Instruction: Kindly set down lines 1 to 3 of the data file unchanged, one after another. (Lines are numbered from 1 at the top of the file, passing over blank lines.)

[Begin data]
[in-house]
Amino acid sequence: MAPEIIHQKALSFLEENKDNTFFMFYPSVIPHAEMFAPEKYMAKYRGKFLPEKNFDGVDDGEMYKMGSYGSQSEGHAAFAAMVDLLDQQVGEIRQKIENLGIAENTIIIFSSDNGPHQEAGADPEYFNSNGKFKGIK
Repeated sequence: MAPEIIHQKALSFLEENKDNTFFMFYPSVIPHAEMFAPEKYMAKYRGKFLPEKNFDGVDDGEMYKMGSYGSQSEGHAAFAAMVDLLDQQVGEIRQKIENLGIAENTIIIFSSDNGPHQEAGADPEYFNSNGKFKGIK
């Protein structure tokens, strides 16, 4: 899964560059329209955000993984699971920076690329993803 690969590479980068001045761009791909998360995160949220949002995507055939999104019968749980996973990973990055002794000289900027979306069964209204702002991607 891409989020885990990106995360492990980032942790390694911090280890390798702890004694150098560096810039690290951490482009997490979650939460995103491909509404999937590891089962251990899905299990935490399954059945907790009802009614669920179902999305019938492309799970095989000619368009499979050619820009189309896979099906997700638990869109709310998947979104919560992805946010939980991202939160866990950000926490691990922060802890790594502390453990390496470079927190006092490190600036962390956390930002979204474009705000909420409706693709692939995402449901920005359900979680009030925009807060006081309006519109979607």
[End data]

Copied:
[in-house]
Amino acid sequence: MAPEIIHQKALSFLEENKDNTFFMFYPSVIPHAEMFAPEKYMAKYRGKFLPEKNFDGVDDGEMYKMGSYGSQSEGHAAFAAMVDLLDQQVGEIRQKIENLGIAENTIIIFSSDNGPHQEAGADPEYFNSNGKFKGIK
Repeated sequence: MAPEIIHQKALSFLEENKDNTFFMFYPSVIPHAEMFAPEKYMAKYRGKFLPEKNFDGVDDGEMYKMGSYGSQSEGHAAFAAMVDLLDQQVGEIRQKIENLGIAENTIIIFSSDNGPHQEAGADPEYFNSNGKFKGIK